British Military & Criminal History
1900 to 1999.
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This article is concerned with the three campaign medals issued by the UK during the Boer War of 1899 - 1902. This has also been called the 2nd Boer War or South African War.
The Boer War was fought between Great Britain and the two Afrikaner (Boer) republics: Transvaal and Orange Free State.
it was the largest and most costly war in which the British engaged between
the Napoleonic Wars and World War I, it was fought between wholly unequal
protagonists. The total British and Commonwealth military strength in
South Africa reached nearly 500,000 men, whereas the Boers could muster
no more than about 88,000. But the British were fighting in a hostile
country over difficult terrain, with long lines of communications, while
the Boers, mainly on the defensive, were able to use modern rifle fire
to good effect, at a time when attacking forces had no means of overcoming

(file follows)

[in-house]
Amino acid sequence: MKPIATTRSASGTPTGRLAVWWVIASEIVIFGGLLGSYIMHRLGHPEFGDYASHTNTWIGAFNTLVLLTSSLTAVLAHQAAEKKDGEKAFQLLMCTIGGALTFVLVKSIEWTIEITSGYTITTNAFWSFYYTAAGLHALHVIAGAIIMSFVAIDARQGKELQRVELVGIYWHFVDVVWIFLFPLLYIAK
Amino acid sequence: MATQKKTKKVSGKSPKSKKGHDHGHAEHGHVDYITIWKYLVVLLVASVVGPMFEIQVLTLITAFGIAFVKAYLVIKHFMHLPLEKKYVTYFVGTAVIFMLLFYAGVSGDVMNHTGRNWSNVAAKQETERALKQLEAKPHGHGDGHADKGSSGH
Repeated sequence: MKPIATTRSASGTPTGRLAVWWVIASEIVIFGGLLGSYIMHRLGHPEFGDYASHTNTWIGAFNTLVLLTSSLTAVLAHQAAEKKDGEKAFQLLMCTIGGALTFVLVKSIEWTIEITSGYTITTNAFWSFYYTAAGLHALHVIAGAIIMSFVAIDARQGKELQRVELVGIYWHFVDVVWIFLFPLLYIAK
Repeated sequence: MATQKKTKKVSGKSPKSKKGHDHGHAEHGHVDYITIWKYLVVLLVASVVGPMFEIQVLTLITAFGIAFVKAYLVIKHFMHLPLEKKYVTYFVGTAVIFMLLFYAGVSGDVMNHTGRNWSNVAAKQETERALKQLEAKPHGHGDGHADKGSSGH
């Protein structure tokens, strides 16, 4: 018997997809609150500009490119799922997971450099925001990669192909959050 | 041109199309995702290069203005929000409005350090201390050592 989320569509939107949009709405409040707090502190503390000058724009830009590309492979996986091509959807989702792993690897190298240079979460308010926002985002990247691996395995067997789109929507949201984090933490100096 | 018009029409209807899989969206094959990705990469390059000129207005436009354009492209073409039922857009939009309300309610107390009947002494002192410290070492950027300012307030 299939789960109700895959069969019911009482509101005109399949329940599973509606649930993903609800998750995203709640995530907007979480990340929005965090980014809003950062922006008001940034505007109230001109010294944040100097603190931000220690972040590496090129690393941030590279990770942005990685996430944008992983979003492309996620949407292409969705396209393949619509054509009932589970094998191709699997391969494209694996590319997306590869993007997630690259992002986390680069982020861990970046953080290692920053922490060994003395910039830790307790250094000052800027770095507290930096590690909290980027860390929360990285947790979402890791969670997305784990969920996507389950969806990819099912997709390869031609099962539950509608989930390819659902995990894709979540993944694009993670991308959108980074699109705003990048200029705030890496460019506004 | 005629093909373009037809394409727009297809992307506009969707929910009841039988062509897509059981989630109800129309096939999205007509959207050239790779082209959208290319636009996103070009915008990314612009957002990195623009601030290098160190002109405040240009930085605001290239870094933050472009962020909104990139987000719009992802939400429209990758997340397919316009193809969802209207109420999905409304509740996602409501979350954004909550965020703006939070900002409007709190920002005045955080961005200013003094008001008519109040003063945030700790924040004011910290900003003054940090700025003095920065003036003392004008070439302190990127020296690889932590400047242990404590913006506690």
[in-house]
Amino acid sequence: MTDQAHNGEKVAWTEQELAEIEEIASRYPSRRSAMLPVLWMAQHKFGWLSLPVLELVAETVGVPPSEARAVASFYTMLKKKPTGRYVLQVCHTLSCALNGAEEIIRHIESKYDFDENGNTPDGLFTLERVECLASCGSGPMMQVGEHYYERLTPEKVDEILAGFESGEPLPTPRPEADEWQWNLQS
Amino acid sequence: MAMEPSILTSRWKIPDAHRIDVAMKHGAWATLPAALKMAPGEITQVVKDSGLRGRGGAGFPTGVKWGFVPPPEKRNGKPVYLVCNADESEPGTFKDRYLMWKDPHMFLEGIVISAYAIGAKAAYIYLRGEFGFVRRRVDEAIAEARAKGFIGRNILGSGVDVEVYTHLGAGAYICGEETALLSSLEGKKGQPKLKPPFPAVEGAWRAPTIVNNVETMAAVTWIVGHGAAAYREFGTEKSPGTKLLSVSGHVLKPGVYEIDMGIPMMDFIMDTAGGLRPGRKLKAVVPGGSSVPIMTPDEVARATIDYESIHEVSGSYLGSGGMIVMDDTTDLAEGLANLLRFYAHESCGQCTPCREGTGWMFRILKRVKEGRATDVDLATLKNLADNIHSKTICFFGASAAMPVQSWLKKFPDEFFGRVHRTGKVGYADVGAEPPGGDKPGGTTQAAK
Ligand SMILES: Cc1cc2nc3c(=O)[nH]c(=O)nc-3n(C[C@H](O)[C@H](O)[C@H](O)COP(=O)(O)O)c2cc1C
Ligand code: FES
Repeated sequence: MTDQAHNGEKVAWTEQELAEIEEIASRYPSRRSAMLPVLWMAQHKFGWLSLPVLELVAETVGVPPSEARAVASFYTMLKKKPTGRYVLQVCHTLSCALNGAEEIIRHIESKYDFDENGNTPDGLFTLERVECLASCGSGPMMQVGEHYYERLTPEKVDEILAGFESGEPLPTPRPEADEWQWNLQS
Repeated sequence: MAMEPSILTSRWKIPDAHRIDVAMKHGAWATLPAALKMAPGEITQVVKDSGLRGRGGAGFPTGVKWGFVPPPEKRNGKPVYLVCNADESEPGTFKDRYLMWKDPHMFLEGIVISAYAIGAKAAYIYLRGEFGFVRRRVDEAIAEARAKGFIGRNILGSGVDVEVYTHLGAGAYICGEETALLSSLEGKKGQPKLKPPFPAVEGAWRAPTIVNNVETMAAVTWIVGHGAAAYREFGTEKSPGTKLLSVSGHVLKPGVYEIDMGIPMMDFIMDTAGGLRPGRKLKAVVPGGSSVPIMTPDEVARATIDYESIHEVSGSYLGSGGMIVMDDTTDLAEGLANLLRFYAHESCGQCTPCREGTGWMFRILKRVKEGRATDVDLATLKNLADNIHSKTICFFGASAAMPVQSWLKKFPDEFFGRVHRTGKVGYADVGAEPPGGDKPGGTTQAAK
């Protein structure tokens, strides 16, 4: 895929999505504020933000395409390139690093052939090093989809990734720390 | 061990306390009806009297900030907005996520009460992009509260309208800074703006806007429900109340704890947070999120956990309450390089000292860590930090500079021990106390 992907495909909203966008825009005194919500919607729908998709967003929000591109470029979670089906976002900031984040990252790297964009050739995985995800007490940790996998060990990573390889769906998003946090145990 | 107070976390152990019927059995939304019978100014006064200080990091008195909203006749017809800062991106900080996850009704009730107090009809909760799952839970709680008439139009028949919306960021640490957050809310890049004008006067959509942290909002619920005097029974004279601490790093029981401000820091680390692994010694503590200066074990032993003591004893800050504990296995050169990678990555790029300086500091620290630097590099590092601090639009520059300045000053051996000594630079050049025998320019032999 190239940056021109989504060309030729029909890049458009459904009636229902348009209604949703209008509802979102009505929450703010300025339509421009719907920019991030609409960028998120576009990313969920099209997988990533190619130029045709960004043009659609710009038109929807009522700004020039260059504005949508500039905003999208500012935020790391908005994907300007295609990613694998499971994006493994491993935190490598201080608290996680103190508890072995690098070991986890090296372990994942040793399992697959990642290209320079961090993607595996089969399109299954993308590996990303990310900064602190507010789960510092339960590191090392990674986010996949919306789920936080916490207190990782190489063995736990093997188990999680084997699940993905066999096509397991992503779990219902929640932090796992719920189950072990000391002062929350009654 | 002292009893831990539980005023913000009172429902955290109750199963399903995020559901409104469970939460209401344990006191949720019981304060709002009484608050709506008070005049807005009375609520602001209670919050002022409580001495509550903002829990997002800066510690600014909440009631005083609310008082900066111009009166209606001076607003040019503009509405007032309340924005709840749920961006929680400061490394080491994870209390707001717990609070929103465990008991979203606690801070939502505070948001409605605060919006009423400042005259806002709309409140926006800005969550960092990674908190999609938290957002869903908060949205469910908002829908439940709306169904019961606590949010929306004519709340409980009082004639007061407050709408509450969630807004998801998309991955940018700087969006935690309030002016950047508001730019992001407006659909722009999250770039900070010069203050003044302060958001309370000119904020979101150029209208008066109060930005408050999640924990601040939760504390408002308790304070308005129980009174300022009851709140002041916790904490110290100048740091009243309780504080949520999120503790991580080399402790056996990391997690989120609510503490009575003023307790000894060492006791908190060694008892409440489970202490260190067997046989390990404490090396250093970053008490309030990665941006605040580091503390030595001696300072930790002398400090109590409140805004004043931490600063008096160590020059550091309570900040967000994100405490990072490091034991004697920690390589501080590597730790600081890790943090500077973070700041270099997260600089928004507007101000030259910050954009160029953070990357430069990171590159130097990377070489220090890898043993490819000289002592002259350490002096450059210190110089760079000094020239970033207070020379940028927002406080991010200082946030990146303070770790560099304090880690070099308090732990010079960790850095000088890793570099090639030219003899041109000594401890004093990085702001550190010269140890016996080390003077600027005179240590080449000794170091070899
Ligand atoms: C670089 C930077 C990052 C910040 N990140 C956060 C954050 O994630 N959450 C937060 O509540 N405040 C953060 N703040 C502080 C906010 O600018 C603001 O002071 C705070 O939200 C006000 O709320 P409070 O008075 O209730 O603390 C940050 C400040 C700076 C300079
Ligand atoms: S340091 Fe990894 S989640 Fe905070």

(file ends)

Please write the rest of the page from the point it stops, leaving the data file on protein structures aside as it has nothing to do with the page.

The war began on Oct. 11, 1899, following a Boer ultimatum directed against the reinforcement of the British garrison in South Africa. The crisis was caused by the refusal of the Transvaal, under President Paul Kruger, to grant political rights to the primarily English population of the mining areas of the Witwatersrand, and the aggressive attitudes of Alfred Milner (the British high commissioner) and Joseph Chamberlain (the British Colonial Secretary).
An underlying cause of the war was the presence in the Transvaal of the largest gold-mining complex in the world, beyond direct British control.
The course of the war can be divided into three periods.
The Boer War was finally concluded with the signing of the Treaty of Vereeniging in May 1902.
78 Victoria Crosses were awarded during this conflict.
Queen's South Africa Medal
There were three types of reverse to the Queen's South Africa Medal (QSA). The obverse side contains a profile of Queen Victoria.
The most common of the some 177,000 QSAs issued are of the Type 3 medal.
The least issued QSA was the type 1 medal. These were issued to a Canadian unit called Lord Strathcona's Horse, whilst they were in London on their way back to Canada. This first type of the QSA was quickly amended when it became apparent that the duration of the Boer War had been grossly underestimated.